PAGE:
“The Company’s long-term planning and resource decisions are thoroughly evaluated through the Company’s Integrated Resource Plan (‘IRP’) process. The Company’s IRP is developed with participation from public stakeholders, including the Commission and its staff, the Division of Public Utilities (‘Division’), the Office of Consumer Services (‘Office’), advocacy groups, and other interested parties. The planning process entails:  (1) developing an assessment of resource need via a load and resource balance, reflecting current load growth forecasts and existing resources and contracts over a 20-year planning horizon; (2) producing a range of different resource portfolios that could be used to meet the projected resource need; and (3) evaluating the comparative cost and risks of each resource portfolio, taking into consideration a wide range of planning uncertainties, in order to identify the least-cost and least-risk preferred portfolio. Once a preferred portfolio is selected, an action plan is developed that identifies the specific resource actions the Company will take over the next two to four years to implement its resource plan.

“The Company would not plan to enter into long-term transactions unless a long-term resource need is identified in the IRP preferred portfolio. Long-term resource needs are typically identified in the IRP only after lower-cost, lower-risk short-term resource opportunities are exhausted such that a long-term resource is required to meet customer load requirements. If the IRP identifies the need for a long-term resource in the near-term, an IRP action item would specify the Company’s plans to acquire the resource.The Company’s 2013 IRP, which until the recent filing of the 2015 IRP, was the reference for avoided costs in Utah, included a combined cycle combustion turbine (‘CCCT’) gas plant in 2024. Due to the timing of the identified need for this resource, the 2013 IRP action plan did not include any action items to procure this long-term resource. The 2013 IRP Update filed with the Commission in March 2014, pushed the CCCT out to 2027. Again, due to the timing of this identified need, the Company did not develop an action item to procure this long-term resource. The Company’s 2015 IRP has now been filed with the Commission. The 2015 IRP preferred portfolio pushes the CCCT out even further to 2028. As in the 2013 IRP and the 2013 IRP Update, the 2015 IRP draft action plan does not include any action items to procure this long-term resource.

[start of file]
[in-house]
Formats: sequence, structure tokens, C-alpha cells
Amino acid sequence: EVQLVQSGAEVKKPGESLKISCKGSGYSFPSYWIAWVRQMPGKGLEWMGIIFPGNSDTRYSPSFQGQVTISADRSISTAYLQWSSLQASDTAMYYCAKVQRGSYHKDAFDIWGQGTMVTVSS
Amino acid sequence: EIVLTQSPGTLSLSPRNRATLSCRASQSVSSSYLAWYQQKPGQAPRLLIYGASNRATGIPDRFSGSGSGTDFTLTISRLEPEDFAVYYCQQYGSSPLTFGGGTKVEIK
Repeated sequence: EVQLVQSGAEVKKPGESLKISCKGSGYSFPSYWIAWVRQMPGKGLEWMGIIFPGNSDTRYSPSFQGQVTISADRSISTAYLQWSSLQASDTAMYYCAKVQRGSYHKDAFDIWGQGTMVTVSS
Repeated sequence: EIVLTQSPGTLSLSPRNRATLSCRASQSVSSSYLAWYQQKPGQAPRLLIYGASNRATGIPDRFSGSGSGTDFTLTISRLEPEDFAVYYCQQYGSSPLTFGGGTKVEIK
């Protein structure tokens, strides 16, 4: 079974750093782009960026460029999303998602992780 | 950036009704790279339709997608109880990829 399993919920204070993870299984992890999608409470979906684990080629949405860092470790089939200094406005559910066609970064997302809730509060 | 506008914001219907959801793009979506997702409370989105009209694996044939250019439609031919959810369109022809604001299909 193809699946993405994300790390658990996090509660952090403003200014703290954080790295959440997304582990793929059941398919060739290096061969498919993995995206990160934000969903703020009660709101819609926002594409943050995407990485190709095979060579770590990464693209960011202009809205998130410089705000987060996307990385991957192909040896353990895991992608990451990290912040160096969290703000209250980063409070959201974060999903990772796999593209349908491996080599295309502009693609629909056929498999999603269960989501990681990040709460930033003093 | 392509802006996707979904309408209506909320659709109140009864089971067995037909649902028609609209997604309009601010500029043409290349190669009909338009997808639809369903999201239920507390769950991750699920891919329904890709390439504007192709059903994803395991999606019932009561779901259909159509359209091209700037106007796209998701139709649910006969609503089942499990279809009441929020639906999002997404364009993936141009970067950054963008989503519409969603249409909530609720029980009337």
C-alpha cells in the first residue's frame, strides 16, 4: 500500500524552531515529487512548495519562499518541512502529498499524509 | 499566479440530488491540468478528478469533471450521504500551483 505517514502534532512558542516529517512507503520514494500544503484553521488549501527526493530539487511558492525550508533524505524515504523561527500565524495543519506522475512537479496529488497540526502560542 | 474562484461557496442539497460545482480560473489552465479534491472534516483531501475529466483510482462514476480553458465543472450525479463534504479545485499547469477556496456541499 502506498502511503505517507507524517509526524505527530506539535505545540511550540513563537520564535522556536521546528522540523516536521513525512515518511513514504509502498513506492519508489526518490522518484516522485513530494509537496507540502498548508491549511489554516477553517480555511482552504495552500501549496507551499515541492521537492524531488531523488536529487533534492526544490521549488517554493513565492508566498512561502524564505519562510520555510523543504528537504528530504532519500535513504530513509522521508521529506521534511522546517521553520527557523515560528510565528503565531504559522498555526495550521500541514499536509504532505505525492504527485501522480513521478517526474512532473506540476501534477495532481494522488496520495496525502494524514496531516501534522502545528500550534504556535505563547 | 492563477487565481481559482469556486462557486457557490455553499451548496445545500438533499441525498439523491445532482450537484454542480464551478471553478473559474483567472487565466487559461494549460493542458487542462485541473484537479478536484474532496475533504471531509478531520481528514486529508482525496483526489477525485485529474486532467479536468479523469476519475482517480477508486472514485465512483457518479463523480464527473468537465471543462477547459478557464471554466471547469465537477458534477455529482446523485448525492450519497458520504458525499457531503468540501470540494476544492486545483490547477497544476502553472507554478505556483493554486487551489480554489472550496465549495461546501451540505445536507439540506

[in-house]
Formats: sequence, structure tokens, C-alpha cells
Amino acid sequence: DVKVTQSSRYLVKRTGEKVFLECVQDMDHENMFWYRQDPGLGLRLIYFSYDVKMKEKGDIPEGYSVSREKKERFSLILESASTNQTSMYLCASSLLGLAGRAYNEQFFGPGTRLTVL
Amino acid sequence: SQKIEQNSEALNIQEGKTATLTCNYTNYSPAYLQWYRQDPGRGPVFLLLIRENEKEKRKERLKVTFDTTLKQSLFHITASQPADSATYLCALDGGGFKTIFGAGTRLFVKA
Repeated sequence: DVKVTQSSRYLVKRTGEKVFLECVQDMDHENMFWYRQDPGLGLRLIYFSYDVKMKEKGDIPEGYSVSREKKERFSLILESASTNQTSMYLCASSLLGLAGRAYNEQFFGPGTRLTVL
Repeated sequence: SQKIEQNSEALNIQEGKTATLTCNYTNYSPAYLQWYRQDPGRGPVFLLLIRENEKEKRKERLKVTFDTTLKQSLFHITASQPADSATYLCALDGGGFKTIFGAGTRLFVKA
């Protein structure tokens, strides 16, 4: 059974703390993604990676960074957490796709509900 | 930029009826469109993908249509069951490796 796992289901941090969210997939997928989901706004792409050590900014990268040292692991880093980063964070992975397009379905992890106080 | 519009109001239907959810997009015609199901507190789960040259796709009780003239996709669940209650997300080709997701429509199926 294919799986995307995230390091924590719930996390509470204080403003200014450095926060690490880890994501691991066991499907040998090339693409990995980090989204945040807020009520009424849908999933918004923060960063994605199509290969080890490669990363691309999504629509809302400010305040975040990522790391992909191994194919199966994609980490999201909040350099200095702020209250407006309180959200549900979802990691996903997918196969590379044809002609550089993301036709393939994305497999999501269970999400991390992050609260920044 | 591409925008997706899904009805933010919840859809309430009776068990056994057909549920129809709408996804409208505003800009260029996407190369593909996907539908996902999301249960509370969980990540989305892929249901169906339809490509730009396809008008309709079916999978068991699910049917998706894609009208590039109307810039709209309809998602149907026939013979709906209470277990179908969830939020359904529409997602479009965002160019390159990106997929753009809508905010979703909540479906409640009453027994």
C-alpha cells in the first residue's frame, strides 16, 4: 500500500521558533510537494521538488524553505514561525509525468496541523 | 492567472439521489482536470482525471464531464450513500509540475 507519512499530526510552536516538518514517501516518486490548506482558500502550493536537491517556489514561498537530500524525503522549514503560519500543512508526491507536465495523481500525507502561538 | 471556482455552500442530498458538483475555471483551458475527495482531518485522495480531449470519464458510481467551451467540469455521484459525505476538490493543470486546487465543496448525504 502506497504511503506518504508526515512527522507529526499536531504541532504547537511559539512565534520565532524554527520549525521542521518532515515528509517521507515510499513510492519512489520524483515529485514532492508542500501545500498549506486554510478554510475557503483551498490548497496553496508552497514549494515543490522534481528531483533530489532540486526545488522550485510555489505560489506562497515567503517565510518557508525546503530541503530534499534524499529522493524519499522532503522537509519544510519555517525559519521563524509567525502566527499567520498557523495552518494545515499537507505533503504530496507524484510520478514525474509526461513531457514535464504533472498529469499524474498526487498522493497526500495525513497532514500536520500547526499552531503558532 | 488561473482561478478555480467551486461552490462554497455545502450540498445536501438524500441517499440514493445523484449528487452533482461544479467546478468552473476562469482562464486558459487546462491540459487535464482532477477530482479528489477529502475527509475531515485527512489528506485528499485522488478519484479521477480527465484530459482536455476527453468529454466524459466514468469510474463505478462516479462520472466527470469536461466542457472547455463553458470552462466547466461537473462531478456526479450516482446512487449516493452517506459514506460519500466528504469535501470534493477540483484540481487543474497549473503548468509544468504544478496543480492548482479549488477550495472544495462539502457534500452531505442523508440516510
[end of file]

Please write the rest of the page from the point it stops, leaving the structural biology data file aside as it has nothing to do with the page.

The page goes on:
“Thus, while the Company has had a sharp increase in pricing requests for new PPAs with QF’s under PURPA equal to 3,693 MW system-wide and 2,253 MW in Utah, the 2015 IRP indicates that the Company has no need for any system resource until at least 2028.”

Paul H. Clements, Senior Originator/Power Marketer for Rocky Mountain Power, said in May 11 supporting testimony: “Given the magnitude of new QF requests, and considering the inherent uncertainties in projecting avoided cost rates out 20 years or more, current Utah avoided cost rates expose customers to unreasonable fixed-price risk for 20 years. To protect customers from this risk on an on-going basis, the Company requests approval of a reduction in the maximum contract term for PURPA contracts, from 20 years to three years. Such a term would be more consistent with the Company’s hedging and trading policies and practices for non-PURPA energy contracts and more aligned with the IRP cycle.”

This is not the only PacifiCorp-served state facing this issue. The Idaho Public Utilities Commission said March 19 that it will conduct both technical and public hearings in late June to consider requests by three electric utilities to reduce the duration of sales agreements they must enter into with large renewable energy developers.

The Idaho commission on Feb. 5 granted an Idaho Power request to reduce the duration of sales agreements with solar and wind PURPA projects that are larger than 100 kiW and other PURPA projects – such as geothermal, industrial cogeneration and hydro – that generate more than 10 average megawatts. Idaho Power originally sought to reduce the contract length from 20 years to two years. The commission approved five-year contract lengths while it further examines the case. Since that decision, Avista Utilities and PacifiCorp d/b/a Rocky Mountain Power requested similar treatment.

About Barry Cassell 20414 Articles
Barry Cassell is Chief Analyst for GenerationHub covering coal and emission controls issues, projects and policy. He has covered the coal and power generation industry for more than 24 years, beginning in November 2011 at GenerationHub and prior to that as editor of SNL Energy’s Coal Report. He was formerly with Coal Outlook for 15 years as the publication’s editor and contributing writer, and prior to that he was editor of Coal & Synfuels Technology and associate editor of The Energy Report. He has a bachelor’s degree from Central Michigan University.